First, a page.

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SICOG begins work on comprehensive plan for Creston

The restored Creston Depot was the site of SICOG’s community planning workshop Monday evening to discuss what the community wants to see Creston look like in the future.
The restored Creston Depot was the site of SICOG’s community planning workshop Monday evening to discuss what the community wants to see Creston look like in the future.

What will Creston be like in 2040?

That’s the question at the heart of Southern Iowa Council of Governments’ (SICOG) idea to build a comprehensive plan for the city of Creston, using input from community members.

SICOG hosted a community planning workshop at the restored Creston Depot Monday evening to gather initial thoughts and input to put toward the plan.

“The comprehensive plan for Creston is looking over the next 20 years to what the community as a whole wants this city to look like,” SICOG planner Marcus Amman said. “This is going to take awhile for us to do over the course of the next year. We’ll have more meetings like this. We truly do want your input. It will help us guide this document to make it exactly what you want.”

The comprehensive plan will look at all facets of city planning and then focus each element as accurately as possible for the community as a way to improve the city.

Eventually, once the comprehensive plan is completed, it will be given a final review by Creston City Council and then will be adopted by the council.

According to SICOG planner Jeremy Rounds, the comprehensive plan is a legal document that will become part of the city’s documents.

“While it’s not necessarily an ordinance, it has some of the same legal teeth in it an ordinance does,” Rounds said.

Amman said the comprehensive plan is not specific to the point of saying a certain road needs to be done at a certain time, but rather prioritizes needs of the city over the lifespan of the plan.

“There will be some shorter-term, specific goals to get the ball rolling in the first five years, and then it will be really broad after that,” Amman said. “It is a living document. As things happen and as things change, it can be revised per the needs of the city.”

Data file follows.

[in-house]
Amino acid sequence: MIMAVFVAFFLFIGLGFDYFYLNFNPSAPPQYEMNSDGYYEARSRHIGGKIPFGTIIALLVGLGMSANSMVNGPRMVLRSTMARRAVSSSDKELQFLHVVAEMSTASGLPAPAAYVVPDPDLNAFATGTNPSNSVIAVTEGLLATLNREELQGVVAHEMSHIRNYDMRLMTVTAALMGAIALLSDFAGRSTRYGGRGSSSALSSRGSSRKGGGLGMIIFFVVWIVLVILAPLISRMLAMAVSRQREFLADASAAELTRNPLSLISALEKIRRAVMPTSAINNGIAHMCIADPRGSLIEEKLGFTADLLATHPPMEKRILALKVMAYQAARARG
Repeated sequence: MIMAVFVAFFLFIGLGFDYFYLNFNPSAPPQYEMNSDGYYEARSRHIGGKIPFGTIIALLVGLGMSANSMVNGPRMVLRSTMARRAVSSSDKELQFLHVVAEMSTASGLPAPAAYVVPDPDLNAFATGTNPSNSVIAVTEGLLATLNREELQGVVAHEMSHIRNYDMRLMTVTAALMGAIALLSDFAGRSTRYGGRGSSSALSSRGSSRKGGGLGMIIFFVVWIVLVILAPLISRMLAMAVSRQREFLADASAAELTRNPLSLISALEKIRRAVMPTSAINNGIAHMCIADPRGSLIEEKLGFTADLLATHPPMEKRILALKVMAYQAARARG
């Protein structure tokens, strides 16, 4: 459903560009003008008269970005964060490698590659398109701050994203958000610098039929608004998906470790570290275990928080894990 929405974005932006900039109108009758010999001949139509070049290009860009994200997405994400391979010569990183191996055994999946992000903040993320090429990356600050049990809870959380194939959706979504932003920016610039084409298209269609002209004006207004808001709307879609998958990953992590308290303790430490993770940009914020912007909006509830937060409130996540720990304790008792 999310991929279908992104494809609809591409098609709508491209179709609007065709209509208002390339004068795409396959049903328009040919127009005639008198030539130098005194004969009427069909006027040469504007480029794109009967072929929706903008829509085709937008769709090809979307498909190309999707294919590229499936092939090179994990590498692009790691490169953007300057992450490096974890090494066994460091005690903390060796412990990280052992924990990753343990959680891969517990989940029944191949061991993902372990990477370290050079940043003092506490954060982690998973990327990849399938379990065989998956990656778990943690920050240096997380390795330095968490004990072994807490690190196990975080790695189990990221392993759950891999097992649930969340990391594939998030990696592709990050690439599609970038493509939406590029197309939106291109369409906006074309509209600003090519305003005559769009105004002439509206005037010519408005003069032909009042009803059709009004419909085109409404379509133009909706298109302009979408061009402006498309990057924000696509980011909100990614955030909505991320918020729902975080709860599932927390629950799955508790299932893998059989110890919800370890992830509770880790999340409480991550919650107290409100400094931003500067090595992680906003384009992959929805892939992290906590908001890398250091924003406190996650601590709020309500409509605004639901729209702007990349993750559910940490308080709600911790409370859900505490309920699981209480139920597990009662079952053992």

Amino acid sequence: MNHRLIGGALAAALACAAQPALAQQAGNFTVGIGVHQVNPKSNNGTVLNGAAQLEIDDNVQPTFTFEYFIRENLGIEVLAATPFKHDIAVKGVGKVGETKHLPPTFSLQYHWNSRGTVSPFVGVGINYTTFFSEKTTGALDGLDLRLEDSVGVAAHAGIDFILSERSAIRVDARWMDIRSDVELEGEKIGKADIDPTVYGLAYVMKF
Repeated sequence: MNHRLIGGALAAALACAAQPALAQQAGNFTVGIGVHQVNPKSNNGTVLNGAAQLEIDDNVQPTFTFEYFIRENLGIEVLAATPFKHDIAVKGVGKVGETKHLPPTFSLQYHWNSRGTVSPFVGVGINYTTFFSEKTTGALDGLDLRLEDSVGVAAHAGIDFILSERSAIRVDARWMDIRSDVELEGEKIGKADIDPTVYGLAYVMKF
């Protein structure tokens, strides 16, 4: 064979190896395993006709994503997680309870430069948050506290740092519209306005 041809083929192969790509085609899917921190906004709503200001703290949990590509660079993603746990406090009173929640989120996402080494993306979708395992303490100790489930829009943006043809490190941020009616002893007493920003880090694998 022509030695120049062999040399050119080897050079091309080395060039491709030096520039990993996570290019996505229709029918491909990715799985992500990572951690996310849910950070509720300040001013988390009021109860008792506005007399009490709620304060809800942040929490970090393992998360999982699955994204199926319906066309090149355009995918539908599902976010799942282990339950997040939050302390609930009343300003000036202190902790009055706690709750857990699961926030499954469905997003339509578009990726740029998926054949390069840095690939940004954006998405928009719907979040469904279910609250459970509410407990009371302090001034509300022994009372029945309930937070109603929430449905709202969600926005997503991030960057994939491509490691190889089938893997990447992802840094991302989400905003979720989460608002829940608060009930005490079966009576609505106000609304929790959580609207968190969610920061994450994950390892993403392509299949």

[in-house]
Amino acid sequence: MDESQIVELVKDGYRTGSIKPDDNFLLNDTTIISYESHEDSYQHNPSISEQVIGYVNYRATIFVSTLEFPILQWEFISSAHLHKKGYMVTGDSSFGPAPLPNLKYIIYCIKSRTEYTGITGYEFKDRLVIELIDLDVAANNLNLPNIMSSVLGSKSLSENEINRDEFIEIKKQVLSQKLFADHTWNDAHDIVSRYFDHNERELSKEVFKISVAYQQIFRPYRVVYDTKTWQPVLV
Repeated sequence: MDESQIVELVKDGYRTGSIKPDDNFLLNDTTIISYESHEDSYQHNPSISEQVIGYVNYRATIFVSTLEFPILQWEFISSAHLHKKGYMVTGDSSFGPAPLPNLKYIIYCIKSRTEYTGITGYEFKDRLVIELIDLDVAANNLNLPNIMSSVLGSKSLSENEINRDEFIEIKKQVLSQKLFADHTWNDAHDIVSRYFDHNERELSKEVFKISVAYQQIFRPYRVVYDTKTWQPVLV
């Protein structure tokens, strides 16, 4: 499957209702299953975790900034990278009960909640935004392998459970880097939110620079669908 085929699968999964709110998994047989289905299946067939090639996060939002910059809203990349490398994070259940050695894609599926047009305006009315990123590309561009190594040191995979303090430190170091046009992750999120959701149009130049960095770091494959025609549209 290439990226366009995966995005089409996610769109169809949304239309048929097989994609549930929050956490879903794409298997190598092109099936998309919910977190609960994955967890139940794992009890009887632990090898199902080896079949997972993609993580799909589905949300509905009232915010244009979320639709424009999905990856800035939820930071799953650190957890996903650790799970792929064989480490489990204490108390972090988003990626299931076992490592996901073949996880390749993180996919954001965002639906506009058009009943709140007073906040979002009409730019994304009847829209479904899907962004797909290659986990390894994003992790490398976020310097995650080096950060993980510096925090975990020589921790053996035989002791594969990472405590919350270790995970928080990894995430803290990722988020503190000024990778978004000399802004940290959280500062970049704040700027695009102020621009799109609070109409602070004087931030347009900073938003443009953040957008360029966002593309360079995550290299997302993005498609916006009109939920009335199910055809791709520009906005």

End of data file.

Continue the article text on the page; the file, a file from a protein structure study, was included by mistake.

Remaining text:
Monday’s workshop sparked discussion between community members during a SWOT (strengths, weakness, opportunities and threats) analysis activity.

SICOG planner Joel Lamb asked for community members present to list what they felt were strengths, weaknesses, opportunities and threats for the city of Creston.

One of the major discussions was the condition of the uptown area and how to revitalize it.

“There has to be an incentive to build downtown,” said one community member in attendance. “If you have a terrible, old structure, it needs to be torn down, make a parking lot out of it or green space for awhile. If somebody comes along and wants to build a new building there, they need to get a deal so it behooves them to come downtown to build. The city, if they tear the building down and they own the property, if somebody wants to build a new building, give the land to them. They’ll get their taxes in due time. But, the incentive for an investor, for somebody to build downtown is not there. That is big.”

Amman said SICOG has a survey on its Facebook page and on its website ( for community members to complete, which will help guide the document. Paper copies of the survey are also available.

“We’re shooting for 500 people to fill out this survey,” Amman said. “It will take 10-15 minutes of your time, 30 questions, and we will take all that information and use that to help guide some of the planning documents. We truly want your guys’ input in everything that’s going on with this plan.”

For questions about the comprehensive plan, or to receive a paper copy of the survey, contact SICOG at 641-782-8491.

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